Progressive Grocer Independent

OCT 2016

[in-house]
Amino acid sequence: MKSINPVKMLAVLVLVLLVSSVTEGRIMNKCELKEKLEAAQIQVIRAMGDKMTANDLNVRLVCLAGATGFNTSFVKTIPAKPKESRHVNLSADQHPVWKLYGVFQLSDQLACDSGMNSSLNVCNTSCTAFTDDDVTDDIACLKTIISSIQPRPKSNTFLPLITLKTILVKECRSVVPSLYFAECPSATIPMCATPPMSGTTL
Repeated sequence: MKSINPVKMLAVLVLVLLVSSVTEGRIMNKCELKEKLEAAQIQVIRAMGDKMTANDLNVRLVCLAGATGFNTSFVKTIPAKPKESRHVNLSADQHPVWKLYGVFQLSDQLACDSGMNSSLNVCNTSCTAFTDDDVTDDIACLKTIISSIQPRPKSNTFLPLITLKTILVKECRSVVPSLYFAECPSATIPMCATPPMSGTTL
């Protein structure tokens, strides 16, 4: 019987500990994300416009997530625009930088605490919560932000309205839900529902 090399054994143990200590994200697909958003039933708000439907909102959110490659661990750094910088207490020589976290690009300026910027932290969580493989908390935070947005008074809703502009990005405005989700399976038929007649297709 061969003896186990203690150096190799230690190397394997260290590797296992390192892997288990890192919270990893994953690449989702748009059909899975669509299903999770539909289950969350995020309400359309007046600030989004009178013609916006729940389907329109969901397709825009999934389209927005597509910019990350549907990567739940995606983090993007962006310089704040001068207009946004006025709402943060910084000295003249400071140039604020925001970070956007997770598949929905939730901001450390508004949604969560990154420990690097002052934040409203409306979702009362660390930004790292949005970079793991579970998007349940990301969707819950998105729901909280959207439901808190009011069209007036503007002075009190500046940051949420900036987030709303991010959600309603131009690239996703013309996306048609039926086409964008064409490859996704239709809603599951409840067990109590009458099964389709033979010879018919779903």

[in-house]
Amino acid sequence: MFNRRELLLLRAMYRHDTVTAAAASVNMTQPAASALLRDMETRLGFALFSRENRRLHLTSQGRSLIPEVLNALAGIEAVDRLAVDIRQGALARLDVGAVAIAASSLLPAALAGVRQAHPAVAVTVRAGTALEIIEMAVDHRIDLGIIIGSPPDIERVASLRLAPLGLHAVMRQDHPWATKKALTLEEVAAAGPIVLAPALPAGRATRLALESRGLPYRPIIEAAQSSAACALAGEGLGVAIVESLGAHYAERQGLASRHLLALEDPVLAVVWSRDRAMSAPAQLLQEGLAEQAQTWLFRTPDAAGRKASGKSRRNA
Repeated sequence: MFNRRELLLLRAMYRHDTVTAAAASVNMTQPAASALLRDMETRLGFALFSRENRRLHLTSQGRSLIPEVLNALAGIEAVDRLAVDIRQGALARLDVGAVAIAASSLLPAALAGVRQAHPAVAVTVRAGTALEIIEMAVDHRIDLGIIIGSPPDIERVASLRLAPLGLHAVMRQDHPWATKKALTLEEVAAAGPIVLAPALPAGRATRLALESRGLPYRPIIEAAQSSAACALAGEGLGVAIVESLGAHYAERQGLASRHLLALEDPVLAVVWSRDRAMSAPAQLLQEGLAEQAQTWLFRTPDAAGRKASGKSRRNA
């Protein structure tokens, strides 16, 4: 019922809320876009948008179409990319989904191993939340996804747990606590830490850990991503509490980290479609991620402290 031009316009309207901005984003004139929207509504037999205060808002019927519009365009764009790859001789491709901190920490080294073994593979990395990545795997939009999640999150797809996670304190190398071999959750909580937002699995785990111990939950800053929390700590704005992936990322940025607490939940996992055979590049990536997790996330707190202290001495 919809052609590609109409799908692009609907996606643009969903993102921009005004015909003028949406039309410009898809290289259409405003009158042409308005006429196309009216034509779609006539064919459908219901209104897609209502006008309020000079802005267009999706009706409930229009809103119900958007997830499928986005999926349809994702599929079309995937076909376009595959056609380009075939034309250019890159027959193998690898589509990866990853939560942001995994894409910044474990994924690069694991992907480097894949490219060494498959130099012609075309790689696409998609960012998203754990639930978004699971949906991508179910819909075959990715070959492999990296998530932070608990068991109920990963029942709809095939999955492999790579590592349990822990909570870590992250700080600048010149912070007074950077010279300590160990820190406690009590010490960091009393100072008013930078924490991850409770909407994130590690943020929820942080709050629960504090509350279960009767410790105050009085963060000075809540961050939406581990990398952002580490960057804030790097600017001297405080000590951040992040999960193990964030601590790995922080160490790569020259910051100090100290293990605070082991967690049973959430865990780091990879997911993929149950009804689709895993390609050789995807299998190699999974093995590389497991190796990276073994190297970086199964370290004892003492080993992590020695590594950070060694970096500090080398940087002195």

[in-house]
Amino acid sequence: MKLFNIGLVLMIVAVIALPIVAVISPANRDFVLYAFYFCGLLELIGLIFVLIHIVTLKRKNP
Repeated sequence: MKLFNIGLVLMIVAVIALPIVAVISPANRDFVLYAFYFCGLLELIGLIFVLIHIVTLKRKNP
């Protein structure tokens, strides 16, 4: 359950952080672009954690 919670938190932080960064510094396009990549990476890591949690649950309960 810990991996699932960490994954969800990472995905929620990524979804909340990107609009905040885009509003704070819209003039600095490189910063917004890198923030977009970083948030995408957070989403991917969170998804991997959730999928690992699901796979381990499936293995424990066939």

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The Technology Pragmatist E verybody loves cool new ideas, but sometimes it's sur- prising how much time and effort it takes to make good ideas actually work. People forget that Apple didn't invent the MP3 player. In fact, Apple was a relatively late entry into the market, but it was the first company to deliver an MP3 player, the first iPod, that normal consumers could easily figure out how to use. e MP3 player was a big idea, and eventually, pretty much everyone got one, but until Apple figured out an intuitive, easy-to-use interface and operating system, the only people using MP3 players were technology geeks. I bring this up because of an ancient experience and a recent one. e old experience was in 1990, when I was working for a venture capital com- pany, and was asked to look at a new invention — the first commercial self- checkout machine — which was being tested at a Price Chopper store outside Albany, N.Y. I spent the day watching the prototype machine in action. My conclusions from the visit were pretty simple. It seemed like a good idea: Customers liked having control over the checkout process, and the The supermarket industry has embraced self-checkouts, but are the systems a good investment for independents? By David Diamond Self-checkouts: Ready for Prime Time? g e r e o l A good idea needs to be well executed to be of value to consumers, and the seemingly minor executional elements can turn a great idea into a bad product. 26 | Progressive Grocer Independen Progressive Grocer Independent | October 2016

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